2. Determine of the items listed by the expert, which are viable. i.e. not all "fails" on an inspection are required to be repaired to get full retail, or an occupancy.

3. Create a scope of work and timeline for the items you need done to complete your project to your goal.

4. Do an internet search of the "cost" of items you need done. 

5. Create a scope of work for each trade (i.e. plumbing, electrical, demo, paint, etc.) with timeline and budget.

6. Be specific with the material selection. Leaving things up to "them" could get you much less than you thought.

7. Contact 5 of each trade you require and email them your scope w/ pictures and plans if possible. 

8. Make certain you provide as much detail as possible, good communication removes problems. 

9. Communicate that if your scope is incomplete for the task you are requesting a quote for you would like to be informed.

10. Add the sum of everything you have gathered and create a total budget based on a real world scope.

 You can skip many of these steps by hiring a G.C. (general contractor) but unfortunately there are not many real G.C.'s in Houston. No license requirement equates to a lot of want to be's. Those who are good, will want to be paid accordingly. As any highly sought after expert would.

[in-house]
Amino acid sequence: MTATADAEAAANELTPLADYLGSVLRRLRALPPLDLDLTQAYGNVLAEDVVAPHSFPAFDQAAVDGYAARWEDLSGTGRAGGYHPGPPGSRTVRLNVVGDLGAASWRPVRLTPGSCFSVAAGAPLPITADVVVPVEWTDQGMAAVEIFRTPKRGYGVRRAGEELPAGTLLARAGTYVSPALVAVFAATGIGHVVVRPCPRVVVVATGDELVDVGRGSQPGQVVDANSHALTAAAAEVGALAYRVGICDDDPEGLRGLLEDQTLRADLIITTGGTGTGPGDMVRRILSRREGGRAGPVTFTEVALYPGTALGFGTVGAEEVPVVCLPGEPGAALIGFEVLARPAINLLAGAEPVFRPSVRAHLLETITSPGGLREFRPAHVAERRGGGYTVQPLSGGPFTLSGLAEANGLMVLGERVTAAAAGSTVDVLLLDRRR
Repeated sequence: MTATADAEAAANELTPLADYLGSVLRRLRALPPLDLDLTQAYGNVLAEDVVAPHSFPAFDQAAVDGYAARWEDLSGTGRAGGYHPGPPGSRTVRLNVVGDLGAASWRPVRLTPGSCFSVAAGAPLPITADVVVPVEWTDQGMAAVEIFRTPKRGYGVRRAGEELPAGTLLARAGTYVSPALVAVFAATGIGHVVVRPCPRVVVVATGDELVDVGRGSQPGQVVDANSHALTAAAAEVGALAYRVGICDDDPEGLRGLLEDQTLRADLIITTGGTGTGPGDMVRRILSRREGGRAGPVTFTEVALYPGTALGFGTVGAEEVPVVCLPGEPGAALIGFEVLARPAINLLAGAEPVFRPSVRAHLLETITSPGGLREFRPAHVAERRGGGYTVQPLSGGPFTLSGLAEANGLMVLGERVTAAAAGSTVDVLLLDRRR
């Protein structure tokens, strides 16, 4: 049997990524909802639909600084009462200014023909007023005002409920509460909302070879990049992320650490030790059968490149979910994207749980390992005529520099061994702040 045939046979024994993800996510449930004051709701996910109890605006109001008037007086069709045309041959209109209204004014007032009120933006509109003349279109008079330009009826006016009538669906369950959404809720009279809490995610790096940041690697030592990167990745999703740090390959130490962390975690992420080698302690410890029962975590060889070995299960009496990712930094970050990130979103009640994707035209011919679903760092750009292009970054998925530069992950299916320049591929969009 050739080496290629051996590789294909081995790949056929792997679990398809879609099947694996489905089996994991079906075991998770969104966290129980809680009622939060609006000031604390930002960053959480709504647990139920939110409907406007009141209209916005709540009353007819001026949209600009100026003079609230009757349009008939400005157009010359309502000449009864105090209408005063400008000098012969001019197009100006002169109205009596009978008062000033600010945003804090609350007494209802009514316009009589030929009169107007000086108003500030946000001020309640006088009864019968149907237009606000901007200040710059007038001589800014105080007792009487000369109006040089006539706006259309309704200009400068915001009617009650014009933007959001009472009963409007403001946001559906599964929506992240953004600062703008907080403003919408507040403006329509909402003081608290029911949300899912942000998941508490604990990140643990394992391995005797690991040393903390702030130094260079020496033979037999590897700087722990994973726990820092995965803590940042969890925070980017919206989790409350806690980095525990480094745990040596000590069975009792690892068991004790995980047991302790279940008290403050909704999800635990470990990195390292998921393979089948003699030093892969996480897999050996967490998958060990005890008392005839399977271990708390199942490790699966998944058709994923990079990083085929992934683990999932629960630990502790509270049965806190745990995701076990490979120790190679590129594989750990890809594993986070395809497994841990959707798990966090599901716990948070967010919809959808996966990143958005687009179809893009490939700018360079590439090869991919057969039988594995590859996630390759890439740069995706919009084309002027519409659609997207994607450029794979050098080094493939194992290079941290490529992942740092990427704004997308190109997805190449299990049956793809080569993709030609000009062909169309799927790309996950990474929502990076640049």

You can also hire a consultant to put all the information together for you, and even assist in insuring you have the proper paperwork and protections against litigation should there be an issue arise.

I am also an investor, I was a G.C. for 20yrs in Houston, accredited inspector, Consultant for billion dollar REIT's. I know the value of good information. I pay for it all the time. As an investor I don't G.C. my own deals. That would make me a G.C. again, and I am not that.

Yes. My way is way more work than guessing. But I have also done hundreds of homes and never lost money. Ever.

@Jeph R. 's explanation is great! to put it in a sentence, get experts opinions and plan! 

Call a realtor to send you "sold comps" to get an accurate ARV.

Repair cost can be tricky and that's why you need a local expert to help you out. Remember that your remodeling should be in par with the neighborhood. 

@Kristen Olson you’ll want to get multiple bids and use a RE agent to get the ARV nailed down. The estimates on Zillow usually aren’t accurate.

This would probably be a huge deal to do as a first deal but it could work if you really nail your numbers

Never trust zillow "zestimates". To get an accurate ARV, you must get actual sold comps and then adjust accordingly for differences in bed/bath counts, square foot, lot size, amenities, condition, location, etc. Experienced agents can do this but you need to learn how as well otherwise you rely on another with your money/risk.